In one fell swoop, Congress can send a message to Beijing, attract Hong Kong’s best and brightest to the U.S., and create thousands of American jobs
In response to China’s recent implementation of the Hong Kong Security Law, which countries around the world have condemned as an attack on democratic freedoms, Congress sent the Hong Kong Autonomy Act, a sanctions package that penalizes banks conducting business with Chinese officials, to the President for signature. These measures are a good first step to push back against Beijing, but there are other tools the federal government should deploy to support the people of Hong Kong – one of which would also help the U.S. economy create desperately needed jobs.
Now is the perfect time to reform the federal EB-5 program so that Hong Kong residents can invest in the U.S., create American jobs, and escape the heavy hand of mainland China.
The EB-5 Immigrant Investor Program is a federal economic development program that already drives billions of investment dollars to markets from coast to coast, with a focus on rural and high-unemployment urban areas. According to a 2019 study by Economic & Policy Resources, the program added over $55 billion to U.S. GDP in 2014-15, creating over 355,000 jobs in the process. The best part? The Congressional Budget Office confirms the program has “no significant cost to the federal government” – it costs taxpayers nothing, because it is fully paid for by the investors it attracts! It’s a win-win program that could be used to great effect in Hong Kong – if Congress implements consensus-based reforms now.
Other countries are already using similar programs to help the people of Hong Kong. British Prime Minister Boris Johnson has already announced that the roughly 350,000 Hong Kong residents who hold a British overseas passport, as well as some 2.5 million who are eligible to apply for one, would be granted renewable visas allowing them to work in the UK and put them on a path to citizenship.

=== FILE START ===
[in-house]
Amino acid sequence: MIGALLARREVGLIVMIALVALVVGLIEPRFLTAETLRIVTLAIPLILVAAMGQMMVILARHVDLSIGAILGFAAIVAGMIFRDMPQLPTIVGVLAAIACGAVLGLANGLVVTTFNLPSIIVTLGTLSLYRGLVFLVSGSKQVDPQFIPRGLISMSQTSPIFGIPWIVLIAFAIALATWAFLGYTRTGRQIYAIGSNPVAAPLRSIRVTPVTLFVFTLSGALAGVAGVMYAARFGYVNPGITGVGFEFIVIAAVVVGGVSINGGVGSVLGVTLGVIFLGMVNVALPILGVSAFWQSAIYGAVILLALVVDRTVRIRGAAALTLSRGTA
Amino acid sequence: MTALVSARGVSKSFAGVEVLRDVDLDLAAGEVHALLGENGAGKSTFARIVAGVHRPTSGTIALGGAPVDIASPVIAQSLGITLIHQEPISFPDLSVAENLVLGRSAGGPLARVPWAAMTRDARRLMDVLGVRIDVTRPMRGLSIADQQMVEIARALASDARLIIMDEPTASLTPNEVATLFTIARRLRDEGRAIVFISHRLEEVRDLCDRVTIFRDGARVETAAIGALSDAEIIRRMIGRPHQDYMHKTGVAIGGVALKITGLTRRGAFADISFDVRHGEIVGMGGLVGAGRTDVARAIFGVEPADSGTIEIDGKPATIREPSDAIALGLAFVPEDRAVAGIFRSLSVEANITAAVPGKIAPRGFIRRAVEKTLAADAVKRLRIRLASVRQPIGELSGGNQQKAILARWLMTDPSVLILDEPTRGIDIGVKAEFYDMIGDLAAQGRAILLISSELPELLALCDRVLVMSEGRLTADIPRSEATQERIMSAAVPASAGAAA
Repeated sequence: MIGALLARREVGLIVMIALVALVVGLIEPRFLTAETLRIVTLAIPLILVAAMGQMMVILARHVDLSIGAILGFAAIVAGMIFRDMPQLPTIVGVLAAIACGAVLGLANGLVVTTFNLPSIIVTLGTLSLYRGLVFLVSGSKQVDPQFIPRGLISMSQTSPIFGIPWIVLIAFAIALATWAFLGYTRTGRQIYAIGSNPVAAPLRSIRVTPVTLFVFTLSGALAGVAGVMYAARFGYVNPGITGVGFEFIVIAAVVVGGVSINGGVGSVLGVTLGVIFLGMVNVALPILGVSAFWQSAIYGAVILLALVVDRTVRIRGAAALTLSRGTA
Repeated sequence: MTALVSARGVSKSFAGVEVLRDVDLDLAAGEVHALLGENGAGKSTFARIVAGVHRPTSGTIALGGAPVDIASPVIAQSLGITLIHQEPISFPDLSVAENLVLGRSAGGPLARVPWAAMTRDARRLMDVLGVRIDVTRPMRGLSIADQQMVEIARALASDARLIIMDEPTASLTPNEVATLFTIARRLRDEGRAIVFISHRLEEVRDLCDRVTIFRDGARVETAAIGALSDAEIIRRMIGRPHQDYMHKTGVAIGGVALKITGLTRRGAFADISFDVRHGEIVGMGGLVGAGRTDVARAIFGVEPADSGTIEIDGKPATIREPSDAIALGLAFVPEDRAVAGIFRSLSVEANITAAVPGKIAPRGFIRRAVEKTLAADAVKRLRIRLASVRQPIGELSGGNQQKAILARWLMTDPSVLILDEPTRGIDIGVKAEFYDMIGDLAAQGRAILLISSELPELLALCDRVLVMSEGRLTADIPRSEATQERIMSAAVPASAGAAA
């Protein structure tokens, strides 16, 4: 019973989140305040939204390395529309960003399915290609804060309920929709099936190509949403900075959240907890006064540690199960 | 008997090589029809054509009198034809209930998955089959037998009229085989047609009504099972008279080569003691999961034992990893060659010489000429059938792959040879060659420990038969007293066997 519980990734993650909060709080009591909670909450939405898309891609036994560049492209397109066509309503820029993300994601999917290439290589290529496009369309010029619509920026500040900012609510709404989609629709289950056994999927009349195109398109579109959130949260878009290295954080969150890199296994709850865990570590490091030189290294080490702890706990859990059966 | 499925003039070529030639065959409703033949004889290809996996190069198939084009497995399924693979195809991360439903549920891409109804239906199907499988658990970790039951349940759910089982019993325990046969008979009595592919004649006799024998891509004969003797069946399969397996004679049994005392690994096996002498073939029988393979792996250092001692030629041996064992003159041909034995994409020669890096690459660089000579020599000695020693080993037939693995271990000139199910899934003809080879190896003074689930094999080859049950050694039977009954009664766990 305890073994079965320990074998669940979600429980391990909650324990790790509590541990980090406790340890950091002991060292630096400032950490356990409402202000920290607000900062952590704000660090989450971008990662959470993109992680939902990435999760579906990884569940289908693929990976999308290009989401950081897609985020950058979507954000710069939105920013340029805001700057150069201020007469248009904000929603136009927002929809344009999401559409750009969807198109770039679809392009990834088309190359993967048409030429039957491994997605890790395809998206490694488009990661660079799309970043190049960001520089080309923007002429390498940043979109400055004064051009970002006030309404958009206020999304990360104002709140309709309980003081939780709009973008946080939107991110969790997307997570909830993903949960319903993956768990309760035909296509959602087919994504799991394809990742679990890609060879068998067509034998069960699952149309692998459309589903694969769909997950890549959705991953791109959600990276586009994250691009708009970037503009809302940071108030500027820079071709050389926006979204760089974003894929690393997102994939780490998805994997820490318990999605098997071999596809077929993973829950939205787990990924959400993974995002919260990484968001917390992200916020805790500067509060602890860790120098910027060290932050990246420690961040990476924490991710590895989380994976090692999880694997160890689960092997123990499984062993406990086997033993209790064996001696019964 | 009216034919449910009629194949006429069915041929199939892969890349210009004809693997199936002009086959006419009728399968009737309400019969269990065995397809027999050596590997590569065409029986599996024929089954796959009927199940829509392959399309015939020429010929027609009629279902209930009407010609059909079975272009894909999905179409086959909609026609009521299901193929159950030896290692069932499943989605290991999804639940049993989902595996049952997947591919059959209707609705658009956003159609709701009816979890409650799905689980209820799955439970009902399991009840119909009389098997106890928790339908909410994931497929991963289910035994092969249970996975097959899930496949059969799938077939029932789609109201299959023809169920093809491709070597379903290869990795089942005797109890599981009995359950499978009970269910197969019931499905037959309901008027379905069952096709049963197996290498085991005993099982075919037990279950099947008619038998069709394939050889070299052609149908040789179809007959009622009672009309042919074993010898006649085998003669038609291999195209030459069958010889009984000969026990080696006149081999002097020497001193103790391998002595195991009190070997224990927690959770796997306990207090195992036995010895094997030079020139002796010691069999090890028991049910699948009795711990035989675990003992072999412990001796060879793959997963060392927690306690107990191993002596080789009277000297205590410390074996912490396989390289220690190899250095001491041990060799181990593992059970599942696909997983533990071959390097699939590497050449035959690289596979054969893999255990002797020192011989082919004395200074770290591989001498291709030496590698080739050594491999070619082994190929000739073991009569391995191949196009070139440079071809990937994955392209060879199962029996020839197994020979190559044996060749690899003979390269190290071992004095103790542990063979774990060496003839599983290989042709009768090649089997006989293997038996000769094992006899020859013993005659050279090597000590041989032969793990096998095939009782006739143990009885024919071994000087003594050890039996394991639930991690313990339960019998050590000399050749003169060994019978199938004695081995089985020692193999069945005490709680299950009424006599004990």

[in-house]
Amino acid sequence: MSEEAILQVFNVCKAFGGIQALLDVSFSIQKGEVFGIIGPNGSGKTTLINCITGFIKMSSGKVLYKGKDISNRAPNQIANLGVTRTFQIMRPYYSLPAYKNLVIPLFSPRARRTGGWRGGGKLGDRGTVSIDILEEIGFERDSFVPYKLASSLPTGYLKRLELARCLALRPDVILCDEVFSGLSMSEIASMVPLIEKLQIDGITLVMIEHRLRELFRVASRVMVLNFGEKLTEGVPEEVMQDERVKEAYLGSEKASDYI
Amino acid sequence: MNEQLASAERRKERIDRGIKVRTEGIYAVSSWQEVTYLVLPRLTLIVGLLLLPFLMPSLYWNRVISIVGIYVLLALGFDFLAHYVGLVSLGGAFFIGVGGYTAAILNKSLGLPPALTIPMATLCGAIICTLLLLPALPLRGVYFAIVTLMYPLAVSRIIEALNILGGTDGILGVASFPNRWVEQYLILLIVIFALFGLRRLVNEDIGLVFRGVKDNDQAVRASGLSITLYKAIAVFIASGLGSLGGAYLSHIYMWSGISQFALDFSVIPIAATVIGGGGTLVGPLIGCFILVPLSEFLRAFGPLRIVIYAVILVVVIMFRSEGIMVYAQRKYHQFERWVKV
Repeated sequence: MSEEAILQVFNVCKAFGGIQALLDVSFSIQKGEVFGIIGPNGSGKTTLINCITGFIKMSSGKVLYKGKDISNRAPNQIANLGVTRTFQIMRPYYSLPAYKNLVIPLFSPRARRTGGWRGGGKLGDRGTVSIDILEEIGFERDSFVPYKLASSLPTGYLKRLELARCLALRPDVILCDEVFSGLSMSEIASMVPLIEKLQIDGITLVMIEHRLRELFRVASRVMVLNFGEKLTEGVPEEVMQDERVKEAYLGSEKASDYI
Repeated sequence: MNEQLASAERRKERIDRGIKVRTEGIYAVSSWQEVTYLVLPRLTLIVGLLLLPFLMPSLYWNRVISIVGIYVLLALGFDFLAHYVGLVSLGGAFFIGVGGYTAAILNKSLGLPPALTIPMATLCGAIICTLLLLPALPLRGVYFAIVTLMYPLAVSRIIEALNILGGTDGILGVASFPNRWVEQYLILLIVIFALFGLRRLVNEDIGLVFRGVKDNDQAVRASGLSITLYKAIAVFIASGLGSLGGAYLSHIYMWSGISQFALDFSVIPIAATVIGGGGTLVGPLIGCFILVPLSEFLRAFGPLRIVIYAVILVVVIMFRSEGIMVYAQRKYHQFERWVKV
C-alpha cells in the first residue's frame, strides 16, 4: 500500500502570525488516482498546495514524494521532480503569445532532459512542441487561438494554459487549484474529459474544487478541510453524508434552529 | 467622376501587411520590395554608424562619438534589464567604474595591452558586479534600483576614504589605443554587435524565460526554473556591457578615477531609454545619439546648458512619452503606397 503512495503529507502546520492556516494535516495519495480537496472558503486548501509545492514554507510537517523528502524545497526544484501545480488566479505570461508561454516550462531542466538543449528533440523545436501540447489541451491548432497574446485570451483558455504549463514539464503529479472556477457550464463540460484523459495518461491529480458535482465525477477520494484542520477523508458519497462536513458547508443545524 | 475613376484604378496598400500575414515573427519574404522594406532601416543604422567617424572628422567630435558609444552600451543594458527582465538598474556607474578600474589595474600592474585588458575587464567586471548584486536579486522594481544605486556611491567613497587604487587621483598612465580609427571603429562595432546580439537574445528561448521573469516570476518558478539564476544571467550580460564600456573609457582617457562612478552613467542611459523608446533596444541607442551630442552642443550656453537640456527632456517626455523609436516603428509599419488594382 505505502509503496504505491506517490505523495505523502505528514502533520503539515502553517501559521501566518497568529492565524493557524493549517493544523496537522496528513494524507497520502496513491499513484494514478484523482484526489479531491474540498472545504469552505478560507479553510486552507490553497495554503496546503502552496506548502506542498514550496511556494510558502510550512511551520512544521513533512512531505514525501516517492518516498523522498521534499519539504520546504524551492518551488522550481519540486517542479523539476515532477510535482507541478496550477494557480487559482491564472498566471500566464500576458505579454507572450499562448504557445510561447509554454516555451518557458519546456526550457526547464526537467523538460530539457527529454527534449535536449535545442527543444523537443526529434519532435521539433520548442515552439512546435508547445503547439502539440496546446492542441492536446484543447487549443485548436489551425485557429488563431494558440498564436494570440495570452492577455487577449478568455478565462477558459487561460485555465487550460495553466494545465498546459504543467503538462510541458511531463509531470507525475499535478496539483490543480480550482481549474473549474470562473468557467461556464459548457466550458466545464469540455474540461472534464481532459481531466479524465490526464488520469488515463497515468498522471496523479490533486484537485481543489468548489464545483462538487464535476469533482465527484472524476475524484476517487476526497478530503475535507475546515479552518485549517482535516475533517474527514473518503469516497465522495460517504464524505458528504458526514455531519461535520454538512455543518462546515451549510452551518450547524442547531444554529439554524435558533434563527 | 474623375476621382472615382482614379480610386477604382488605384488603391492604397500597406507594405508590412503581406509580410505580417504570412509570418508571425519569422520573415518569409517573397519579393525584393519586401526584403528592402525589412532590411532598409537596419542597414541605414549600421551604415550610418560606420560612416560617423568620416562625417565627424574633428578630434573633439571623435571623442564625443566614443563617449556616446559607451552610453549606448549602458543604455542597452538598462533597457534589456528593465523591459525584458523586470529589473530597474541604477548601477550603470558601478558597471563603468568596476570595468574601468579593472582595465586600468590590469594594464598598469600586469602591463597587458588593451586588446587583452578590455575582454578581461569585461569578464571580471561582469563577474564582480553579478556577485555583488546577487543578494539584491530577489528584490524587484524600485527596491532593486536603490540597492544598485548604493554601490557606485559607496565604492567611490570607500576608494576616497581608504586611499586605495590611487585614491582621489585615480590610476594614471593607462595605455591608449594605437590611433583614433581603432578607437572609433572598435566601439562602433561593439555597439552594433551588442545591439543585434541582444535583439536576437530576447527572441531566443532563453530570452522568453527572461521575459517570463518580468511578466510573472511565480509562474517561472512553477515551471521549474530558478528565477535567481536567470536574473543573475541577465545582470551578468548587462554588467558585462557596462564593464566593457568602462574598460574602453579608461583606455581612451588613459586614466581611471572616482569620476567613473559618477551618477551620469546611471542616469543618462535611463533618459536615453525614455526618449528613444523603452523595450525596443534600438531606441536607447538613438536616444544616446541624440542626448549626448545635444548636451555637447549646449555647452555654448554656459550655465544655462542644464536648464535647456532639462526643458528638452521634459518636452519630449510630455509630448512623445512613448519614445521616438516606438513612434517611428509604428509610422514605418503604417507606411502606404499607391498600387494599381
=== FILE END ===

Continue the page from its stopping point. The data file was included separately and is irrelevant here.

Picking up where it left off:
There is precedent for this strategy in North America. In anticipation of the end of British rule over Hong Kong almost 25 years ago, Canada used its version of EB-5 to welcome professionals and entrepreneurs from Hong Kong. The result was not only a generation of highly educated and talented job creators, but billions of CDN dollars in foreign investment that transformed areas like Vancouver, British Columbia, into world-class gateway cities. In 2015, the Real Estate Board of Greater Vancouver estimated the dollar volume of residential resales attributable to Hong Kong investment at $38.6 billion.
The U.S. should follow suit. The U.S. is already home to more Hong Kongers than any other area outside mainland China, but we compete for their investment and talent with markets like the UK, Canada, Singapore, and Australia. Hong Kong is already a top 10 source for inbound EB-5 investment and creates thousands of jobs in America, but the current investment volume is a fraction of what is possible. To increase the amount of both investment and jobs, Congress can implement Hong Kong-specific reforms for EB-5 that would allow Hong Kongers to escape the anti-democratic crackdown and find freedom in America. Common sense reforms like requiring Hong Kong EB-5 investment to occur in rural areas or census tracts of high-unemployment would catalyze economic development and avoid the investment concentration problems Canada experienced in the 1990s. Given the urgency of the situation in Hong Kong, the federal government could establish a window of time for fast-track processing of Hong Kong investors and exempting them from the annual visa caps that would normally apply.
The ultimate details of a plan should include these and other reforms. Senate Majority Leader Mitch McConnell has indicated a strong interest in supporting the people of Hong Kong. Including Hong Kong specific EB-5 reforms in a sanctions or recovery bill would reinforce bedrock American principles of freedom, democracy, and economic opportunity – and send the right message to China and the world. The time to act is now.